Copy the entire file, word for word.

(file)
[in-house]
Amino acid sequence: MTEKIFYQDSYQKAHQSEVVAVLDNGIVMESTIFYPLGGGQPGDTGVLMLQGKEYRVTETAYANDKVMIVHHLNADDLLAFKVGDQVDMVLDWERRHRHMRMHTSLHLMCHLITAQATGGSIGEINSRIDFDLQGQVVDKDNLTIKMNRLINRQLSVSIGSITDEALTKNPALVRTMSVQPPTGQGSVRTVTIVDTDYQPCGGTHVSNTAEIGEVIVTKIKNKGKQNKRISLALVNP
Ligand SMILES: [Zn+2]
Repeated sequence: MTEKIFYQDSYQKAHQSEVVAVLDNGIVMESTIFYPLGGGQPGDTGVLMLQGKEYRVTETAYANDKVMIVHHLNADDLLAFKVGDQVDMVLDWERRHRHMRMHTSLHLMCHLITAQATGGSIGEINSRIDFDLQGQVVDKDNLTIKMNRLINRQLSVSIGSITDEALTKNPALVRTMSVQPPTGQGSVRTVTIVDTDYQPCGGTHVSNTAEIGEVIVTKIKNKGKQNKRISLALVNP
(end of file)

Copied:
[in-house]
Amino acid sequence: MTEKIFYQDSYQKAHQSEVVAVLDNGIVMESTIFYPLGGGQPGDTGVLMLQGKEYRVTETAYANDKVMIVHHLNADDLLAFKVGDQVDMVLDWERRHRHMRMHTSLHLMCHLITAQATGGSIGEINSRIDFDLQGQVVDKDNLTIKMNRLINRQLSVSIGSITDEALTKNPALVRTMSVQPPTGQGSVRTVTIVDTDYQPCGGTHVSNTAEIGEVIVTKIKNKGKQNKRISLALVNP
Ligand SMILES: [Zn+2]
Repeated sequence: MTEKIFYQDSYQKAHQSEVVAVLDNGIVMESTIFYPLGGGQPGDTGVLMLQGKEYRVTETAYANDKVMIVHHLNADDLLAFKVGDQVDMVLDWERRHRHMRMHTSLHLMCHLITAQATGGSIGEINSRIDFDLQGQVVDKDNLTIKMNRLINRQLSVSIGSITDEALTKNPALVRTMSVQPPTGQGSVRTVTIVDTDYQPCGGTHVSNTAEIGEVIVTKIKNKGKQNKRISLALVNP